Appraisal myths & facts

By law, an appraiser is enforced to be state-licensed to produce appraisals for federally-related sales. Also by law, you have the ability to receive a copy of the finished report from your lender. Contact our professional staff if you have any concerns about the appraisal procedure.

Myth: Market value should be the same as the assessed value of the property.

Fact: While most states uphold the idea that assessed value is the same as estimated market value, this generally is not the case. Generally when interior remodeling has been done and the assessor is has not investigated the improvement or properties in the Camden have not been reassessed for quite some time, it may vary wildly.

Myth: The opinion of value of a property will differ depending upon if the appraisal is conducted for the buyer or the seller.

Fact: The price of the property does not affect the pay of the appraiser; as such, the appraiser has no personal interest in the cost of the house. Obviously, he will render task with impartiality and independence regardless for whom the appraisal is produced.

Myth: Market value should be the same as replacement cost.

Fact: Market value is acquired by what a willing buyer would likely pay a willing seller for a certain home, with neither being under undue influence to buy or sell. Replacement value is the dollar amount necessary to rebuild a home in-kind.

Myth: Certain methods, like the price per square foot, are the ways appraisers use to determine the worth of a home.

Fact: Appraisers make a full analysis of all factors in consideration to the worth of a property, including its location, condition, size, proximity to facilities and recent worth of comparable properties.

Myth: In a robust economy - when the prices of properties in a given county are found to be rising by a certain percentage - the worth of individual homes in the area can be expected to appreciate by that same percentage.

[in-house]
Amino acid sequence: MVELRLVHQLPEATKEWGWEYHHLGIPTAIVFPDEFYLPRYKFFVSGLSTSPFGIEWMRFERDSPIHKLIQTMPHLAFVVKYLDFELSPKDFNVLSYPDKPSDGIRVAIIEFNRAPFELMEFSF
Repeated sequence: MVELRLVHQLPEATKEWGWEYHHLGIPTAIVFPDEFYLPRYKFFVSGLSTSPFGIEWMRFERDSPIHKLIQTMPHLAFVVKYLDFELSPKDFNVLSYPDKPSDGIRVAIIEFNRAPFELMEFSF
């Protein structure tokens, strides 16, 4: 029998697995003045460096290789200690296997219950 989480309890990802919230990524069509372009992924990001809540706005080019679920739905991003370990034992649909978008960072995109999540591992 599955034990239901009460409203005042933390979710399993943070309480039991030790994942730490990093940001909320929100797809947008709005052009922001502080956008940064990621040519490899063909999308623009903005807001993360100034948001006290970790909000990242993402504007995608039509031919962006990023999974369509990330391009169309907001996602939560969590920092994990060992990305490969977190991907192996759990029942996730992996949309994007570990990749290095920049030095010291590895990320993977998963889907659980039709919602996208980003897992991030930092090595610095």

Fact: Value appreciation of a certain property is always concluded on an individualized basis, factoring in information on comparable properties and other relevant elements. It makes no difference whether the economy is excellent or bad.

Have other questions about appraisers, appraising or real estate in Benton County or Camden, TN?

Contact us

Myth: The property's outside is determinate of the actual value of the home; there is no need to do an interior appraisal.

Fact: There are a number of different factors that show property value; these factors include location, condition, improvements, amenities, and market trends. Obviously, none of these things can be derived just by inspecting the home from the outside.

Myth: Considering that the consumer is the person who provides the capital to pay for the appraisal report when applying for a loan for any real estate transaction, by law the appraisal report is theirs.

Fact: Unless a lender releases its interest in the appraisal report, it is legally owned by the lending agency that ordered the appraisal. However, consumers have to be provided with a copy of the appraisal report upon written request, through the Equal Credit Opportunity Act.

Myth: Consumers need not care about what is in their report so long as it exceeds the requirements of their lending agency.

Fact: A home buyer should definitely inspect their document; there may be some questions or some worries with the accuracy of the appraisal that should be addressed. Remember, this is probably the most expensive and important investment a consumer will ever make. An appraisal report can serve as a record for the future, containing a great deal of information - including, but not limited to the legal and physical description of the property, square footage measurements, list of comparable properties in the neighborhood, neighborhood description and a narrative of current real-estate activity and/or market trends in the area.

Myth: The only reason someone would order an appraisal is if a property needs its cost estimated in a lender-based sales transaction.

Fact: Appraisers can have many varied qualifications and designations which allow them to perform a lot of different services including - but certainly not limited to - advice on estate planning, tax assessment, zoning, dispute resolution in many different legal situations and cost analysis.

Myth: There's no reason to get an appraisal if you have had a home inspection.

Fact: An appraisal report does not serve the same purpose as an inspection. The purpose of the appraiser is to arrive at an opinion of value in the appraisal process and through creating the report. A home inspector determines the condition of the home and its major components and reports their findings.

profile picture